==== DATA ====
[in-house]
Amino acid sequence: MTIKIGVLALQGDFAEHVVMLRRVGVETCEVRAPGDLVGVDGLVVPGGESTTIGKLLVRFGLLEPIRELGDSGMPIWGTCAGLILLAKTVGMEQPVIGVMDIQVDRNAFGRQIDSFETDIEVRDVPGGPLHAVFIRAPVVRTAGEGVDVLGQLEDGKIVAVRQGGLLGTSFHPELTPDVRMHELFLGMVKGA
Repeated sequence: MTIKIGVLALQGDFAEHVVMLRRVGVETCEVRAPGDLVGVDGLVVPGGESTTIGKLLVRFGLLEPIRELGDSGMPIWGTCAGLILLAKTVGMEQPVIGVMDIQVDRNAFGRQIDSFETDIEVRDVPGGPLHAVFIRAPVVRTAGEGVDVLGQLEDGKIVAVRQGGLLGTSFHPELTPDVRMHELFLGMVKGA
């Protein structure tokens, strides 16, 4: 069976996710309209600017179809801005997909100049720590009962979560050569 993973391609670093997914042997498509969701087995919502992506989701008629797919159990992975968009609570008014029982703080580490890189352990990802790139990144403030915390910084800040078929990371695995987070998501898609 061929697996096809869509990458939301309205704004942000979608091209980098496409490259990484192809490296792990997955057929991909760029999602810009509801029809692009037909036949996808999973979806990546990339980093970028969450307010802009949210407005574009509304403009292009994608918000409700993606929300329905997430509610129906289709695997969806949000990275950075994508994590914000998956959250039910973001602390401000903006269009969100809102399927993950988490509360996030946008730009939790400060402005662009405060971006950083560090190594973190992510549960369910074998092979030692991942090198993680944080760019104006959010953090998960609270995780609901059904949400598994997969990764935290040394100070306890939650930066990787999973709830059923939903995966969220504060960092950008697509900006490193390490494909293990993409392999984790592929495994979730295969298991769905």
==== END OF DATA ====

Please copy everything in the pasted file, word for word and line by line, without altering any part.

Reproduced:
[in-house]
Amino acid sequence: MTIKIGVLALQGDFAEHVVMLRRVGVETCEVRAPGDLVGVDGLVVPGGESTTIGKLLVRFGLLEPIRELGDSGMPIWGTCAGLILLAKTVGMEQPVIGVMDIQVDRNAFGRQIDSFETDIEVRDVPGGPLHAVFIRAPVVRTAGEGVDVLGQLEDGKIVAVRQGGLLGTSFHPELTPDVRMHELFLGMVKGA
Repeated sequence: MTIKIGVLALQGDFAEHVVMLRRVGVETCEVRAPGDLVGVDGLVVPGGESTTIGKLLVRFGLLEPIRELGDSGMPIWGTCAGLILLAKTVGMEQPVIGVMDIQVDRNAFGRQIDSFETDIEVRDVPGGPLHAVFIRAPVVRTAGEGVDVLGQLEDGKIVAVRQGGLLGTSFHPELTPDVRMHELFLGMVKGA
């Protein structure tokens, strides 16, 4: 069976996710309209600017179809801005997909100049720590009962979560050569 993973391609670093997914042997498509969701087995919502992506989701008629797919159990992975968009609570008014029982703080580490890189352990990802790139990144403030915390910084800040078929990371695995987070998501898609 061929697996096809869509990458939301309205704004942000979608091209980098496409490259990484192809490296792990997955057929991909760029999602810009509801029809692009037909036949996808999973979806990546990339980093970028969450307010802009949210407005574009509304403009292009994608918000409700993606929300329905997430509610129906289709695997969806949000990275950075994508994590914000998956959250039910973001602390401000903006269009969100809102399927993950988490509360996030946008730009939790400060402005662009405060971006950083560090190594973190992510549960369910074998092979030692991942090198993680944080760019104006959010953090998960609270995780609901059904949400598994997969990764935290040394100070306890939650930066990787999973709830059923939903995966969220504060960092950008697509900006490193390490494909293990993409392999984790592929495994979730295969298991769905």